So what would happen if both amendment 1 and 2 pass? Would the Department of Public Safety report to City Council and all other departments report to the Mayor? (basically the opposite of the current system)
I am honestly not sure.
I’m a little sad that this post doesn’t live up to the high standards I’ve come to expect from your work. It barely analyzes any of pros and cons of the actual policy, it only discusses the politics of the supporters. While that may be one minor thing to consider, it’s certainly not the most (or indeed, the only) important thing.
That said, I’m still extremely grateful for all of the effort that you put into these posts every election.
I mean, I tried to figure out what case the proponents of this bill are making for it and came up mostly empty-handed, which did not make me think, “if only I keep digging I will definitely find the GOOD arguments.”
Fair enough. But I was under the impression that many (most?) other large American cities (including St Paul) use a similar strong mayor system. So if that’s the case, then it isn’t enough for me to write it off just because people I don’t like are in favor of it.
There was an analysis I saw, and then couldn’t re-find, comparing the proposed system to St. Paul’s and saying it wasn’t actually the same. When I went looking for it again, all I could find were 8 gazillion iterations of people I don’t trust saying it’s going to be just like St. Paul’s.
I also thank you for all the work you do on all the municipal races.
But your piece on Question 1 somehow completely missed WHY the Charter Commission unanimously recommended it. It’s not a conspiracy. They interviewed a lot of current and former City employees and found that Council members’ interference (my word) in departments led to confusion; conflicting directions and requests; and a high rate of turnover in administrators.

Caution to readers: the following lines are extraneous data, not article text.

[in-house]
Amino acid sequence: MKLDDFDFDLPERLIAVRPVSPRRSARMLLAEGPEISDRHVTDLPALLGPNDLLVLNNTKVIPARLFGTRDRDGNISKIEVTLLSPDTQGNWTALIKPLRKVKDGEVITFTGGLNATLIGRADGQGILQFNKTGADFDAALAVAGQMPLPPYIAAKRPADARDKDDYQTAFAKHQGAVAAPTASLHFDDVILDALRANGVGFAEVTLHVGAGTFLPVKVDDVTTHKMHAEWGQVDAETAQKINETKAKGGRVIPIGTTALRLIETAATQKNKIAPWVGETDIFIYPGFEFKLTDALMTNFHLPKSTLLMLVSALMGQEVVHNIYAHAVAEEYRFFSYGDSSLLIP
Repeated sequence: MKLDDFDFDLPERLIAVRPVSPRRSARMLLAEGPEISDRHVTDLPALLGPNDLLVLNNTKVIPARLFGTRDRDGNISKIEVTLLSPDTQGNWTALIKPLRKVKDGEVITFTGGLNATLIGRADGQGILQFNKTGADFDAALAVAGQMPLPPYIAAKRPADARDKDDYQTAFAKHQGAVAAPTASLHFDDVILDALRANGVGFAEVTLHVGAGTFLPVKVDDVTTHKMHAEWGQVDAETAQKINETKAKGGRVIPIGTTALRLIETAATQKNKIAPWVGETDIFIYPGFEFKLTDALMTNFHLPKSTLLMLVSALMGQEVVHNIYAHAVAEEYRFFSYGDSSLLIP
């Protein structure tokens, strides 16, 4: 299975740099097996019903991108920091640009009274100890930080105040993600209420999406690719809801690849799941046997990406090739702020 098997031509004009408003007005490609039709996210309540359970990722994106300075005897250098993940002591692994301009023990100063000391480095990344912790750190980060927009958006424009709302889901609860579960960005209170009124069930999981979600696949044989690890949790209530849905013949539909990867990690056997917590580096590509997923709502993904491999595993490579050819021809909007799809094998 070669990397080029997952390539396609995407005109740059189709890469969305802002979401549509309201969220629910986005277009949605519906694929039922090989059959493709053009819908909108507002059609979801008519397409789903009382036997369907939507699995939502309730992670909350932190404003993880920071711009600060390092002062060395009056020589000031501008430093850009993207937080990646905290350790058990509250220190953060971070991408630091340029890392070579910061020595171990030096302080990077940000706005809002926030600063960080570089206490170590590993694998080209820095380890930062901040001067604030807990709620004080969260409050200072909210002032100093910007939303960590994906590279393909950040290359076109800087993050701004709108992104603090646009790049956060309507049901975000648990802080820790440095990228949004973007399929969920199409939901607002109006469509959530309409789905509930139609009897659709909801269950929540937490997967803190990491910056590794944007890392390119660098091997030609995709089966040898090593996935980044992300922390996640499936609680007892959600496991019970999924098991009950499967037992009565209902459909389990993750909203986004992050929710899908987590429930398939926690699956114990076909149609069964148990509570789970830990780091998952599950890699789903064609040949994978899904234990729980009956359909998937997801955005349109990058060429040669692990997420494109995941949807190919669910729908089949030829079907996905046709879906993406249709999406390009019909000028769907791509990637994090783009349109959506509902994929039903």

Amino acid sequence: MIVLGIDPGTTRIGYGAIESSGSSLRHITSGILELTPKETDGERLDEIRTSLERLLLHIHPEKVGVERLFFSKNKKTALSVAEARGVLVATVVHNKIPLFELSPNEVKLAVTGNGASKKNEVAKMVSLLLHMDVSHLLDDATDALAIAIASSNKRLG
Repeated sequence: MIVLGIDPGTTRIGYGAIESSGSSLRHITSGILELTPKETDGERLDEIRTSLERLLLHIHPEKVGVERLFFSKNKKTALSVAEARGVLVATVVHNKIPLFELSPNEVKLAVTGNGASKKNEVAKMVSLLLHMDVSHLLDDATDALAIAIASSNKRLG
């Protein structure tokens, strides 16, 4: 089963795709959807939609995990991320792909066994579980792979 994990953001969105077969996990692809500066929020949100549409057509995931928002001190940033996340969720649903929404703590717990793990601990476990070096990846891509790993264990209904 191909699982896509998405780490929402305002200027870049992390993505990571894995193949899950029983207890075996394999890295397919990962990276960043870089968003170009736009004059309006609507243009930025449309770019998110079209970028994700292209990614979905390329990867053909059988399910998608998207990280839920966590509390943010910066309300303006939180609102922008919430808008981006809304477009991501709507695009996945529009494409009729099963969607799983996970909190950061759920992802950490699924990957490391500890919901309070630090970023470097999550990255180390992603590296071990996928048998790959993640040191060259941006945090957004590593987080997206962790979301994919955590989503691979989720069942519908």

Also, the St. Paul city structure and that of most or all cities of comparable size DOES have what Q1 would produce, viz. an executive Mayor-legislative Council government. No other city has the Minneapolis model.
I agree with you that it’s being pushed by groups I disagree with, and that’s bothersome.. but I’ve been advocating for Minneaoplis to abandon the weak mayor system for years… long before Frey. I find it useful to look at some of the old coverage on our weak mayor system, because I feel Frey has been a distraction on this issue. https://www.minnpost.com/politics-policy/2013/08/minneapolis-weak-mayor-system-does-it-really-matter-who-gets-elected/
I actually don’t think the problem is just “too many bosses” as some characterize the proponents. At least… it is not descriptive of how I feel. Instead I feel that the progressiveness of Minneapolis in totality (mayor AND council) is hampered by the current structure. And worse, we are less able to be an influential progressive voice in Minnesota and beyond, and less able to advocate for our city at the state level. When the mayor is only a figurehead, only really charismatic personalities can be at all effective, and I think we could use some quieter policy wonk types, too.